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Posted 8/28/2014

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  Milestones and cancer anniversaries can be powerful. This week, I have sat with several women who were struggling with these markers. In two cases, women were completing adjuvant therapy for breast cancer, feeling exhausted and anxious and emotionally depleted, and were surprised and upset by all the people around them who were "celebrating" and pushing them to move on. In another instance, a woman described not sleeping well and feeling generally anxious before she realized that this week is the third anniversary of her bilateral mastectomies. And, finally, a woman described having a near panic attack when she went for her first mammogram after breast cancer, helped only a little by recognizing the reasons of being back at the "scene of the crime" at almost exactly the same week of the year.

  It is usually helpful to modify the language. Instead of "celebrate", try "mark" or "honor". If you find yourself feeling especially anxious or distressed, look at a calendar. Our bodies sometimes remember dates before we conciously do so. This is a nice article from CancerNet about all of this:

Recognizing Milestones

Each person’s experience with their cancer diagnosis and treatment is individual and can range from painful to joyful.
It’s important to recognize milestones in ways that feel comfortable to you and reflect your personality, values, and taste, remembering that there is no “right way,” or even a single way, to handle milestones.
Talk in advance with family members and friends about how you want to handle a milestone because their experiences of your cancer and the ways in which they want to recognize that date may differ from yours. This may help prevent unnecessary conflict or stress on the milestone day.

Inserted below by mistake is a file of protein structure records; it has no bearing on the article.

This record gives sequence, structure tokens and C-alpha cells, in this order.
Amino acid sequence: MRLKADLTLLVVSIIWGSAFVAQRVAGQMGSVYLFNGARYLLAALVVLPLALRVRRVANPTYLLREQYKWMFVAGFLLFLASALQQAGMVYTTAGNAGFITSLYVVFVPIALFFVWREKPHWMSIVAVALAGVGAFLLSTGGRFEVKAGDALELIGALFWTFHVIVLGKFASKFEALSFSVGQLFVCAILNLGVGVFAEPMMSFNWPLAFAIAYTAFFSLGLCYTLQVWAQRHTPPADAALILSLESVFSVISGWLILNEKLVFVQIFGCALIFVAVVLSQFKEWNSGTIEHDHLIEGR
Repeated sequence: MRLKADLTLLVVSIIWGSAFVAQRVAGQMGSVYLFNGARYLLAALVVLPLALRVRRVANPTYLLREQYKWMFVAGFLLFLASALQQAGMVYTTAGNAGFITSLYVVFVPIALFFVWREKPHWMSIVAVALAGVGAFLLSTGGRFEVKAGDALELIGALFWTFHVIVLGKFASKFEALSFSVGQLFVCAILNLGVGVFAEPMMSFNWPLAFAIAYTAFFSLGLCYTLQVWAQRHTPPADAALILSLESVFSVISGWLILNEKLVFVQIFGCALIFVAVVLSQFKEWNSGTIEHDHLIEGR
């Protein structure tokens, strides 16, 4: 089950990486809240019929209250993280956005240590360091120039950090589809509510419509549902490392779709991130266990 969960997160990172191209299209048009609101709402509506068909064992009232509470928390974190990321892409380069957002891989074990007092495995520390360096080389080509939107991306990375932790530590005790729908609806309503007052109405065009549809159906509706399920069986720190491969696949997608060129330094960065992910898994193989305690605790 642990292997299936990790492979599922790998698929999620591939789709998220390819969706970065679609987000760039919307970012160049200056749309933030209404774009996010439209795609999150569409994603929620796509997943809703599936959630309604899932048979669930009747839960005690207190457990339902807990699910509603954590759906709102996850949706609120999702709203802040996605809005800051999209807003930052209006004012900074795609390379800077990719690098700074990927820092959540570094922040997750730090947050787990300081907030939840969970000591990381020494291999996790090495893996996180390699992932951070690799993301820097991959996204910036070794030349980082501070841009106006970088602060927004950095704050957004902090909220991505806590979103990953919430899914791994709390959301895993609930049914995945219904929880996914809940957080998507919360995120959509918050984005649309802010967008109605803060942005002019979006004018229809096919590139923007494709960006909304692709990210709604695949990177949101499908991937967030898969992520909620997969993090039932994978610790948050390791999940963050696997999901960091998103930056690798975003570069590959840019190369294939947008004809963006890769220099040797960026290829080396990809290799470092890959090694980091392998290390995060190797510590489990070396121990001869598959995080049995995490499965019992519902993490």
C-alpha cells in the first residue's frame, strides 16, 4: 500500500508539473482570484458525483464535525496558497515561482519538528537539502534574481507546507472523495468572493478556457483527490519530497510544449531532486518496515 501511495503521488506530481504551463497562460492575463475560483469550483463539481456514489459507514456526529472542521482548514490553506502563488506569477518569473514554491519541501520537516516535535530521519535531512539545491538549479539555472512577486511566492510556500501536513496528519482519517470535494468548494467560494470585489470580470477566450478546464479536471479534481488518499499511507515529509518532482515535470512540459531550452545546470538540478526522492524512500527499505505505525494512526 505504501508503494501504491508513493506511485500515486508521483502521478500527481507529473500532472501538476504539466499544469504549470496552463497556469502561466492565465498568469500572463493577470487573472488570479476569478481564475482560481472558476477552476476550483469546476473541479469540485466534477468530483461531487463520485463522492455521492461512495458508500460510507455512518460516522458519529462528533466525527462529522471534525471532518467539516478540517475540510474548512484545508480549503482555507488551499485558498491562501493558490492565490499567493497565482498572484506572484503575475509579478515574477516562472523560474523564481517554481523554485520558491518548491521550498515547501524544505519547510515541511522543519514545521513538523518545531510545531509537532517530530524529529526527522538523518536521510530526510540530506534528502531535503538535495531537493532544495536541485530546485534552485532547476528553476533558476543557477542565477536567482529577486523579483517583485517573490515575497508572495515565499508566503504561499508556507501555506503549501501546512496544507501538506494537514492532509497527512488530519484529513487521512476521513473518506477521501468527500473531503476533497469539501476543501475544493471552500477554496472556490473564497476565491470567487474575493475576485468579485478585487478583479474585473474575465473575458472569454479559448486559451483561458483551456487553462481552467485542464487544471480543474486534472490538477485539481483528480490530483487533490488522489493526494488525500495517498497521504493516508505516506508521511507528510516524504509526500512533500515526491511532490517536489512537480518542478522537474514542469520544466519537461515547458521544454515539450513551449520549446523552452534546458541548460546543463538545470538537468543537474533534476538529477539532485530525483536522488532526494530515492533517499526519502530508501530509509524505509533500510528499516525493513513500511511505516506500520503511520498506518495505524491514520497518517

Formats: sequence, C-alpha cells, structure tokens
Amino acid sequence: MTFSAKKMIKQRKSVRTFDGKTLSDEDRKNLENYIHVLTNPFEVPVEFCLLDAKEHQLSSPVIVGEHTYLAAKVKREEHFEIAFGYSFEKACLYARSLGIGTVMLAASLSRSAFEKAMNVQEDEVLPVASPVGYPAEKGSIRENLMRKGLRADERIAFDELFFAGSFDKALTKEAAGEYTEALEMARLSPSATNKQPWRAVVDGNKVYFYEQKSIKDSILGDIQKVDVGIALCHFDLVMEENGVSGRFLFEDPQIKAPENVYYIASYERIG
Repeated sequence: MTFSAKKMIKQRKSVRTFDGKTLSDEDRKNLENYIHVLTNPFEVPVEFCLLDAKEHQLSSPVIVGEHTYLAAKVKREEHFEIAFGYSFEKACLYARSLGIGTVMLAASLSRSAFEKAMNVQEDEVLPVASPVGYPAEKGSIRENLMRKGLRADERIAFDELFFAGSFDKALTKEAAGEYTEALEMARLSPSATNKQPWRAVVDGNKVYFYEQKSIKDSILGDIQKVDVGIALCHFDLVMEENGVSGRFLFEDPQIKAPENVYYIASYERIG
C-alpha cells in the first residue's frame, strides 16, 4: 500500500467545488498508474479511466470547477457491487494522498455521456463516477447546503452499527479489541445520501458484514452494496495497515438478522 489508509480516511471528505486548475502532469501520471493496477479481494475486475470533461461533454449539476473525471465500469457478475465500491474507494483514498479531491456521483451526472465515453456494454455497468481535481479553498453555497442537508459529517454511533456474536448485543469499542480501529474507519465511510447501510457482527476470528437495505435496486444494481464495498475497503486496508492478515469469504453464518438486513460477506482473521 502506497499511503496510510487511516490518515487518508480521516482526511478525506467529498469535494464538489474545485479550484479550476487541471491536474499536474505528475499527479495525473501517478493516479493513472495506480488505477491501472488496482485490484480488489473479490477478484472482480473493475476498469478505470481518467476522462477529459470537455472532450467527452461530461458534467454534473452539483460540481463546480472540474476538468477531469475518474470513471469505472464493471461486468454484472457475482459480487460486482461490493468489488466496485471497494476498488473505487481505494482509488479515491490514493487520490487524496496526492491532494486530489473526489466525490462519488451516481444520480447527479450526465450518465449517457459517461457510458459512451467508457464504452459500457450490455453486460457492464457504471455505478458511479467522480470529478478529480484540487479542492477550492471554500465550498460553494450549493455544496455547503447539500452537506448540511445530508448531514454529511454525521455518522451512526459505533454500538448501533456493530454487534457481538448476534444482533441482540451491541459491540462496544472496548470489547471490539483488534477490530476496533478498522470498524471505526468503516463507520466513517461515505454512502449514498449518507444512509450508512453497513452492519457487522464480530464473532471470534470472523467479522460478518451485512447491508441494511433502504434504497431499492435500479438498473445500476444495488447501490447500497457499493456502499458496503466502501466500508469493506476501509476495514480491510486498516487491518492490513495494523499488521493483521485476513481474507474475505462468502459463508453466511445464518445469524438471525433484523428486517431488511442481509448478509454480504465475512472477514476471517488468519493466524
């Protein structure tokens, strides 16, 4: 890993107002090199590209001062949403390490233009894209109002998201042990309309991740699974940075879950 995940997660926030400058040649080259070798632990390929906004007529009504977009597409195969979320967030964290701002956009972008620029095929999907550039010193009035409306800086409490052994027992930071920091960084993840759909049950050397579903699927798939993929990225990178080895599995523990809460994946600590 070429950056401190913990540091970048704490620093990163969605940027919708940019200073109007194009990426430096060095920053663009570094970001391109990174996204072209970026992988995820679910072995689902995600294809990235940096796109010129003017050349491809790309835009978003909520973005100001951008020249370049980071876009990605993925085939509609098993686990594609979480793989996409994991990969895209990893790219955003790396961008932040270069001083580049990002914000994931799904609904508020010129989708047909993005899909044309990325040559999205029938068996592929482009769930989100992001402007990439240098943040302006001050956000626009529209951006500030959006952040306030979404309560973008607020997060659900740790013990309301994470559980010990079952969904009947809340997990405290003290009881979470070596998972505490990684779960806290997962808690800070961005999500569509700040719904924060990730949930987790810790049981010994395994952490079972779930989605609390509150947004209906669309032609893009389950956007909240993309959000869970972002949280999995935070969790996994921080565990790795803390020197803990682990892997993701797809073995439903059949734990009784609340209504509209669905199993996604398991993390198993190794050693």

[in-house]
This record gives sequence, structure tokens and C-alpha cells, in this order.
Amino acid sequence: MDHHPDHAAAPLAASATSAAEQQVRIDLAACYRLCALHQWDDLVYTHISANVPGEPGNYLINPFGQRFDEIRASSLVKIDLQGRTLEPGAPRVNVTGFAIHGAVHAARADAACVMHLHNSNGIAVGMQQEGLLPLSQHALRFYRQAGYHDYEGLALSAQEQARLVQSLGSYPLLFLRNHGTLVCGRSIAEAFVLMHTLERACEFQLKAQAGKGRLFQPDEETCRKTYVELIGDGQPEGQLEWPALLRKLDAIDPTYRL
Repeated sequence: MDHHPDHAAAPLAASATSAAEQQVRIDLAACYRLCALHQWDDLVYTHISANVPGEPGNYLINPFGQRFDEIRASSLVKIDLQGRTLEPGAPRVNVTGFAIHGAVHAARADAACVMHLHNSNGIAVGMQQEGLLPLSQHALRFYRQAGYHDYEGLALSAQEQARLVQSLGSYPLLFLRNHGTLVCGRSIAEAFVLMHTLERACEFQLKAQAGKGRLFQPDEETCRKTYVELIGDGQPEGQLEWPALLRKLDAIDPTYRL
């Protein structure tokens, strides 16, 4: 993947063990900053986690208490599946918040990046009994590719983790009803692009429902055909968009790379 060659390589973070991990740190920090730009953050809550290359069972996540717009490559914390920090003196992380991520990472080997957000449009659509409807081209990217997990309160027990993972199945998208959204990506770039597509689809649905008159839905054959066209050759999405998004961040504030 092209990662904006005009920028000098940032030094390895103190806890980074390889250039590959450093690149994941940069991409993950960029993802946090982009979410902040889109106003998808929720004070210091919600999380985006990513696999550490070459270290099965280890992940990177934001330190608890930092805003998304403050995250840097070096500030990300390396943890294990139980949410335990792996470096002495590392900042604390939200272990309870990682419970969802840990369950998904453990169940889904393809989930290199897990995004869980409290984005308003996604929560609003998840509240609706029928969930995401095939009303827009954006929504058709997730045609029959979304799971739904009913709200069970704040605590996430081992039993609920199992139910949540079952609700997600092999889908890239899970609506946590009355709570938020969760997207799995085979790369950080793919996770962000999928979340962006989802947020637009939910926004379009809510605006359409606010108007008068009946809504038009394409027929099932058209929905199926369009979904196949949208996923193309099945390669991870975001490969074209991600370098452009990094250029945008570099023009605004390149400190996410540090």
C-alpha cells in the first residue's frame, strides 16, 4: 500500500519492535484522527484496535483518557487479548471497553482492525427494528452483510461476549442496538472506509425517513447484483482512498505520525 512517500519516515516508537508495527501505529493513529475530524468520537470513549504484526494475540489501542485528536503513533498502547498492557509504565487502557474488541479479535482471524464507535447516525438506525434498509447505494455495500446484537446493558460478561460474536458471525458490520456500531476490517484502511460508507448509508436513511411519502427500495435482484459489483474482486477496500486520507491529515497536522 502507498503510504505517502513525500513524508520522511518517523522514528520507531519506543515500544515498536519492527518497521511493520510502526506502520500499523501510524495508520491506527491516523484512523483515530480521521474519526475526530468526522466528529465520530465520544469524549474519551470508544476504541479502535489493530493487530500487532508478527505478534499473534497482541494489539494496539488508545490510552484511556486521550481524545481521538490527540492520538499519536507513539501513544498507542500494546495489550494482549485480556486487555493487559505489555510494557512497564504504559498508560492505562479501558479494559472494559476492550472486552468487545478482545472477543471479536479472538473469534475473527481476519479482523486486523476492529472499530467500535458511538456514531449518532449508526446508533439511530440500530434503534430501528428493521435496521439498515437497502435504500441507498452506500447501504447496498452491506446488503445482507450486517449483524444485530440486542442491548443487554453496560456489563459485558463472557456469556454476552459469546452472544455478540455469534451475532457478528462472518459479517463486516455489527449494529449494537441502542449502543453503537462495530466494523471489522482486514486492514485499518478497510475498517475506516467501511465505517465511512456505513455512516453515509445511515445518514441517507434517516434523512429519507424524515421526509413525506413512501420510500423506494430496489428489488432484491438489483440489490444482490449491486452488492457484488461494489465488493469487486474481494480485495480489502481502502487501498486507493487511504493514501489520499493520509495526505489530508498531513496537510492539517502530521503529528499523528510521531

For most survivors, the experience of living with cancer is life changing. When you reach certain milestones or the anniversaries of important dates in your cancer care, you may have mixed emotions, some of which can still be painful or upsetting even years later.
It’s important to anticipate these anniversaries and choose how you want to reflect on the changes in your life, both the difficult ones and the positive ones. It can be an opportunity to celebrate your hard work and the fact that you are a cancer survivor. It also may be a time during which you need extra support from your friends, family, or a health professional.
There are various types of milestones that could trigger a mix of emotions, ranging from gratitude and relief to fear of cancer recurrence. These could be the date of your cancer diagnosis, the end of chemotherapy or radiation therapy, the anniversary of surgery to treat your cancer, each follow-up visit, or monthly or annual anniversaries of having no signs or symptoms of cancer.
Taking time to prepare yourself for anniversary dates and to honor them in ways that are meaningful to you may help you sort through these emotions and reflect on your experience.


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